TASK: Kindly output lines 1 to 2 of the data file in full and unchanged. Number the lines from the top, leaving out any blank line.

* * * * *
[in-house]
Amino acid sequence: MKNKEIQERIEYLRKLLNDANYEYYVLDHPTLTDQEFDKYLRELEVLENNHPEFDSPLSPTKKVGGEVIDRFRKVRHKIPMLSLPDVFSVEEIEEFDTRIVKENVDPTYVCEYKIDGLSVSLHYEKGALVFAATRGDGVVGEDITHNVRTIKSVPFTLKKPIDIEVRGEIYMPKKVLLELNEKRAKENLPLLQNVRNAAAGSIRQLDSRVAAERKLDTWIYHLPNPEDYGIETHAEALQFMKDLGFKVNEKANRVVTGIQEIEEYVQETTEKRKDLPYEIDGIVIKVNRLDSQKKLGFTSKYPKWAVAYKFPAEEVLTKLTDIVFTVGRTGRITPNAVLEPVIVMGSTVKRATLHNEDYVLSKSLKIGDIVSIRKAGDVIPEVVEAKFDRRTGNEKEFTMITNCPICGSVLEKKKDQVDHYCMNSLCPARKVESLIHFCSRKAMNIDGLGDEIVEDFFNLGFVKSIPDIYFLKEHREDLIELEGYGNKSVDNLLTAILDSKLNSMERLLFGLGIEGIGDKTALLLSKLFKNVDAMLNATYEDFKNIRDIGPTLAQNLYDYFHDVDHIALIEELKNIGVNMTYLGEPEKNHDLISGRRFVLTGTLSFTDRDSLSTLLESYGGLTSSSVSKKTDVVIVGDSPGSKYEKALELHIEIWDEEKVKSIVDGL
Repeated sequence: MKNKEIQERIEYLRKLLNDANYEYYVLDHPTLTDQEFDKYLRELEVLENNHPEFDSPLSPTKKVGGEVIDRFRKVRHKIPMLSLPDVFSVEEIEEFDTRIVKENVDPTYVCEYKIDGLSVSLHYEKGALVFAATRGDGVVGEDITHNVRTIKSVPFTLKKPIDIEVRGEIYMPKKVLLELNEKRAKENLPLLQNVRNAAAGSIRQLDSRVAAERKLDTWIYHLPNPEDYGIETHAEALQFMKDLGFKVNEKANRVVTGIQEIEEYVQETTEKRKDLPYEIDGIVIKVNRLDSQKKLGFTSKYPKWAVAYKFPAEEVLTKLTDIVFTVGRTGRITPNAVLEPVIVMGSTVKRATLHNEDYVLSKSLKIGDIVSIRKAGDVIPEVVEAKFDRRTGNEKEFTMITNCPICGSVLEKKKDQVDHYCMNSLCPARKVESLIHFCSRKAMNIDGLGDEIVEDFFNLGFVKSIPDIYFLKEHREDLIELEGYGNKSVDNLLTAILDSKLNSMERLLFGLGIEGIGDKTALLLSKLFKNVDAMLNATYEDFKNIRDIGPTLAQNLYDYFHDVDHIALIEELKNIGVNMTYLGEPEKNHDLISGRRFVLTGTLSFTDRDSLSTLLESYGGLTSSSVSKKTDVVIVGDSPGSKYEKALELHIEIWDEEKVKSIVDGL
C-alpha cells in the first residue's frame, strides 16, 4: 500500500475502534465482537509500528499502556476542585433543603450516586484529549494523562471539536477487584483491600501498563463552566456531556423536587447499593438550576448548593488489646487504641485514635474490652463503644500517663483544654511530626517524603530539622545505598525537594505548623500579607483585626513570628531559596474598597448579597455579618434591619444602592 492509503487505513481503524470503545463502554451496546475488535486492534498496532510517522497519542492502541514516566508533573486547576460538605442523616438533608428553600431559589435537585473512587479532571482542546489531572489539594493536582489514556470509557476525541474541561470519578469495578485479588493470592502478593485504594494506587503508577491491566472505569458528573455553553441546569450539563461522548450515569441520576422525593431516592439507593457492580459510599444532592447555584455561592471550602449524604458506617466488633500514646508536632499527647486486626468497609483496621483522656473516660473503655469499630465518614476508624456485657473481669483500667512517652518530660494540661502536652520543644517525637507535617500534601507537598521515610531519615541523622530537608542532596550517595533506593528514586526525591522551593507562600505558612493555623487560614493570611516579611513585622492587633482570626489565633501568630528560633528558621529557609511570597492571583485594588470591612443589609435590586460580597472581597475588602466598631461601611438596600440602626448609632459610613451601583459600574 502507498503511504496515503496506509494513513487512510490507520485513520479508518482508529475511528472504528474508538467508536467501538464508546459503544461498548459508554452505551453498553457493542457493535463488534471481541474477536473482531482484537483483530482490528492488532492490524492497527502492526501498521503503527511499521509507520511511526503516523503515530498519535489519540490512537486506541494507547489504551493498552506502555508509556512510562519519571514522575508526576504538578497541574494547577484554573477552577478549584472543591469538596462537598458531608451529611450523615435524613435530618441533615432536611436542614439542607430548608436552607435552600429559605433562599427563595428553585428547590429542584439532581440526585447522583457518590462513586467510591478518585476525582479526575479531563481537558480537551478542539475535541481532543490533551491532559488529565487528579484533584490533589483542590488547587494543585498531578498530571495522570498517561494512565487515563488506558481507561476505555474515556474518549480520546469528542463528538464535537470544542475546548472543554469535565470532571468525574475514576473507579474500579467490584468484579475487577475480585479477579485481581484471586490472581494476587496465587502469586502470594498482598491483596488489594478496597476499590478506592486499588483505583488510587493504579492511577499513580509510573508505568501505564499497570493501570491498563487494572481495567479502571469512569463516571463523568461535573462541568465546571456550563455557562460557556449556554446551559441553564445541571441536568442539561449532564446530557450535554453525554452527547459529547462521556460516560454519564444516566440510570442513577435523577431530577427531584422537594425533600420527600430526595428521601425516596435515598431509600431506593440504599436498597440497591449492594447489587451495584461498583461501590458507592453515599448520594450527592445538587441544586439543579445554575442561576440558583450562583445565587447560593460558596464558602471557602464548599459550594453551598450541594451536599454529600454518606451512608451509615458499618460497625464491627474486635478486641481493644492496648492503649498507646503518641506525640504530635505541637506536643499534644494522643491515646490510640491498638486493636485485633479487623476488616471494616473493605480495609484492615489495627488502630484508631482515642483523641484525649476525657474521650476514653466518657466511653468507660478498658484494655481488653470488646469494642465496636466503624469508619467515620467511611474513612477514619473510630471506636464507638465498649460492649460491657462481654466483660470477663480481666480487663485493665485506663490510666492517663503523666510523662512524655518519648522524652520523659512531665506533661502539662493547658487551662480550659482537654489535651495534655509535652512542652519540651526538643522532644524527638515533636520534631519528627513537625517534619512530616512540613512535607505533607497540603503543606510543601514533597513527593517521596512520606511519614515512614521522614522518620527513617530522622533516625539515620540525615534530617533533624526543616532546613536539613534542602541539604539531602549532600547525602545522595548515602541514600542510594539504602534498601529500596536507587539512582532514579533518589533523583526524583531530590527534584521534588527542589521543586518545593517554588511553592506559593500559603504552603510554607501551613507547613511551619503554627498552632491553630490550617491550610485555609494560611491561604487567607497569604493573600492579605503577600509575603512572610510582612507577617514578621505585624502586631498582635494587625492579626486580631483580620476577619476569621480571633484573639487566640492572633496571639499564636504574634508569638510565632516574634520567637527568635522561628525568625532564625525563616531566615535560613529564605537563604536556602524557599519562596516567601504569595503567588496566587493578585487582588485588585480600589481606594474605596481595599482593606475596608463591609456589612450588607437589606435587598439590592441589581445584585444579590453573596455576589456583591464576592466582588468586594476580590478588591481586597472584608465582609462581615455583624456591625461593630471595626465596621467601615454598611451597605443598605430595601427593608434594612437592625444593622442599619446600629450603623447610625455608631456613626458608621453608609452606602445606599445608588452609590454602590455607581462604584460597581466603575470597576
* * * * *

[in-house]
Amino acid sequence: MKNKEIQERIEYLRKLLNDANYEYYVLDHPTLTDQEFDKYLRELEVLENNHPEFDSPLSPTKKVGGEVIDRFRKVRHKIPMLSLPDVFSVEEIEEFDTRIVKENVDPTYVCEYKIDGLSVSLHYEKGALVFAATRGDGVVGEDITHNVRTIKSVPFTLKKPIDIEVRGEIYMPKKVLLELNEKRAKENLPLLQNVRNAAAGSIRQLDSRVAAERKLDTWIYHLPNPEDYGIETHAEALQFMKDLGFKVNEKANRVVTGIQEIEEYVQETTEKRKDLPYEIDGIVIKVNRLDSQKKLGFTSKYPKWAVAYKFPAEEVLTKLTDIVFTVGRTGRITPNAVLEPVIVMGSTVKRATLHNEDYVLSKSLKIGDIVSIRKAGDVIPEVVEAKFDRRTGNEKEFTMITNCPICGSVLEKKKDQVDHYCMNSLCPARKVESLIHFCSRKAMNIDGLGDEIVEDFFNLGFVKSIPDIYFLKEHREDLIELEGYGNKSVDNLLTAILDSKLNSMERLLFGLGIEGIGDKTALLLSKLFKNVDAMLNATYEDFKNIRDIGPTLAQNLYDYFHDVDHIALIEELKNIGVNMTYLGEPEKNHDLISGRRFVLTGTLSFTDRDSLSTLLESYGGLTSSSVSKKTDVVIVGDSPGSKYEKALELHIEIWDEEKVKSIVDGL